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New 3D scanners could end liquid restrictions onboard flights

New 3D scanners

New high-tech 3D scanners have been tipped to put an end to airport security restrictions on liquids

Security rules on liquids and laptops in airport hand luggage could be abolished within two years with the adoption of new 3D scanners. The equipment, which is similar to CT scanners used in hospitals, provides a far clearer picture of a bag’s contents.

UK Ministers have been carrying out a review and an announcement is due before Christmas. It is hoped the new technology could cut down on queues in UK airports.

People failing to remove items from their bags or travelling with large bottles of liquids and creams are the biggest cause of delays at airport security. The limits were introduced in 2006 due to many foiled transatlantic terrorist attacks.

CT scanners produce a high-resolution 3D scan of passengers’ bags, allowing operators to inspect a bag from every angle. Older machines produce a 2D, lower-quality, image of luggage.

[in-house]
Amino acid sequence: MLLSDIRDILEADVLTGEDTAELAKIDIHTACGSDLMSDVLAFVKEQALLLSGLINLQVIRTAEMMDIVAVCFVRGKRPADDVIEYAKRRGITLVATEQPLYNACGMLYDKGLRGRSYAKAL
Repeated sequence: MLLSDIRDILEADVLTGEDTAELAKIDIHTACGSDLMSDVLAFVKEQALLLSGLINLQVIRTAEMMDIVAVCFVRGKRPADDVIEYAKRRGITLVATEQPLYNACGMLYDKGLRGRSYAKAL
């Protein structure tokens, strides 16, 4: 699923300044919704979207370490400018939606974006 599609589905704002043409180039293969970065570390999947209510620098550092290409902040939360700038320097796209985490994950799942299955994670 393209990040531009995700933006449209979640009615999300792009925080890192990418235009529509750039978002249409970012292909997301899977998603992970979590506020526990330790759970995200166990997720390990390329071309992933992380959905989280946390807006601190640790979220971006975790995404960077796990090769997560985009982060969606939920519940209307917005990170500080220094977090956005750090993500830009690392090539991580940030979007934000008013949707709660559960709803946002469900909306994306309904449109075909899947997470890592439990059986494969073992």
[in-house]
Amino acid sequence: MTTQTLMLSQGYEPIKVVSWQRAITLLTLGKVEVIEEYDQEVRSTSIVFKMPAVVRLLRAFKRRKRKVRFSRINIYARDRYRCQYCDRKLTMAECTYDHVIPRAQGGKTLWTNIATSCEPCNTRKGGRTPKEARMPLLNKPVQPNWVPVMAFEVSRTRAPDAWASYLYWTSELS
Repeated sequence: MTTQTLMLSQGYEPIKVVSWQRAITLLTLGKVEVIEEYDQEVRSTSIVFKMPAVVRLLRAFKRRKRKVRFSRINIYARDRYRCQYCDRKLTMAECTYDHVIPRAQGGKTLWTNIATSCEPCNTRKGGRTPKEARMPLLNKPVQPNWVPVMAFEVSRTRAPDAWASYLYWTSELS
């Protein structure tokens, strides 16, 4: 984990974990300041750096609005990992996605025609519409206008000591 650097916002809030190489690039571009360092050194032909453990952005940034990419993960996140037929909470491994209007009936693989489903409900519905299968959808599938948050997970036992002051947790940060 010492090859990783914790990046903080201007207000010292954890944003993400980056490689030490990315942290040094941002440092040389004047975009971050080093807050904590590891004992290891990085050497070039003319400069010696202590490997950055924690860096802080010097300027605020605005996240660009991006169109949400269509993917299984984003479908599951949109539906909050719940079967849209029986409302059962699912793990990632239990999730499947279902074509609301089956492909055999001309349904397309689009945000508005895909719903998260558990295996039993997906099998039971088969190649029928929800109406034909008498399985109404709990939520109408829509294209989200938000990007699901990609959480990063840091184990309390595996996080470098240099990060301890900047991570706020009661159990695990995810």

Passengers are currently required to remove tablets, laptops, and liquids from their cabin baggage. Liquids must not exceed 100ml and must be in a clear plastic bag.

Shannon Airport in Ireland has dropped the requirement with the introduction of a new liquid screening process. However, items must fit inside hand luggage. The airport said the move “halved the time our passengers spend going through security screening”.

A trial of the new technology started at Heathrow in 2019, with the Department for Transport reportedly telling major UK airports that older screening methods must be replaced in full by the summer of 2024. 

No more plastic bags

Former transport secretary Grant Shapps previously said it could “mean an end to passengers having to use plastic bags or rationing what they take away with them” if it was successful.

“We are slowly rolling them out,” said Heathrow Airport chief executive, John Holland-Kaye, adding:

“We have just started the expansion of the security area in Terminal 3 which will have more CT scanners and have a deadline of mid-2024 from the [Department for Transport]. 

By then the normal passenger experience will be that liquids stay in bags.”

If all goes well, expect to see 3D scanners in operation in the summer of 2024.

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